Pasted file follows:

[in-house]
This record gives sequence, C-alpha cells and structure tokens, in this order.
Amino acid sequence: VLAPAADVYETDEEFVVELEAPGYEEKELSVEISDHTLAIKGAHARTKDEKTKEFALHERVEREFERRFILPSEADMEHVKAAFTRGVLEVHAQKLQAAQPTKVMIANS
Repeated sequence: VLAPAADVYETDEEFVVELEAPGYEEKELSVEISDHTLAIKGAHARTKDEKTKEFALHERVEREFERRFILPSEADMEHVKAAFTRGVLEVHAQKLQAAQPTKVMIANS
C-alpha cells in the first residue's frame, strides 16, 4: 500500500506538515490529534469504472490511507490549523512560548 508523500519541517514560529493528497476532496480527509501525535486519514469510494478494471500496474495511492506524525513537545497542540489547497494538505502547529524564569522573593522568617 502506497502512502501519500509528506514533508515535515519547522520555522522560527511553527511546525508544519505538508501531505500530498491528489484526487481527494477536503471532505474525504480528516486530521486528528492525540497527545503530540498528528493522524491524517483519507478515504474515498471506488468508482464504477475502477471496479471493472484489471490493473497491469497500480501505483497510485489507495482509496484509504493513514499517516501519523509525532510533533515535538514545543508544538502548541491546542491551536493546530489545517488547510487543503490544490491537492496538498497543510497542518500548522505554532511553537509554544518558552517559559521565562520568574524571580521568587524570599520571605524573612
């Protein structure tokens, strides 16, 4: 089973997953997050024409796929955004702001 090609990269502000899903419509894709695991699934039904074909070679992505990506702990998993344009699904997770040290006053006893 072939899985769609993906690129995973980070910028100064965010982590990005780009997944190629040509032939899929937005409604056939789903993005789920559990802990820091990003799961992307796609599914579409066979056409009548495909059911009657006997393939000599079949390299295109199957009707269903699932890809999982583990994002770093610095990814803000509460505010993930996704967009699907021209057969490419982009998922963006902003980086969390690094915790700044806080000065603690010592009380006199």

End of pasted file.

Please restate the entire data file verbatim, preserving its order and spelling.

[in-house]
This record gives sequence, C-alpha cells and structure tokens, in this order.
Amino acid sequence: VLAPAADVYETDEEFVVELEAPGYEEKELSVEISDHTLAIKGAHARTKDEKTKEFALHERVEREFERRFILPSEADMEHVKAAFTRGVLEVHAQKLQAAQPTKVMIANS
Repeated sequence: VLAPAADVYETDEEFVVELEAPGYEEKELSVEISDHTLAIKGAHARTKDEKTKEFALHERVEREFERRFILPSEADMEHVKAAFTRGVLEVHAQKLQAAQPTKVMIANS
C-alpha cells in the first residue's frame, strides 16, 4: 500500500506538515490529534469504472490511507490549523512560548 508523500519541517514560529493528497476532496480527509501525535486519514469510494478494471500496474495511492506524525513537545497542540489547497494538505502547529524564569522573593522568617 502506497502512502501519500509528506514533508515535515519547522520555522522560527511553527511546525508544519505538508501531505500530498491528489484526487481527494477536503471532505474525504480528516486530521486528528492525540497527545503530540498528528493522524491524517483519507478515504474515498471506488468508482464504477475502477471496479471493472484489471490493473497491469497500480501505483497510485489507495482509496484509504493513514499517516501519523509525532510533533515535538514545543508544538502548541491546542491551536493546530489545517488547510487543503490544490491537492496538498497543510497542518500548522505554532511553537509554544518558552517559559521565562520568574524571580521568587524570599520571605524573612
């Protein structure tokens, strides 16, 4: 089973997953997050024409796929955004702001 090609990269502000899903419509894709695991699934039904074909070679992505990506702990998993344009699904997770040290006053006893 072939899985769609993906690129995973980070910028100064965010982590990005780009997944190629040509032939899929937005409604056939789903993005789920559990802990820091990003799961992307796609599914579409066979056409009548495909059911009657006997393939000599079949390299295109199957009707269903699932890809999982583990994002770093610095990814803000509460505010993930996704967009699907021209057969490419982009998922963006902003980086969390690094915790700044806080000065603690010592009380006199």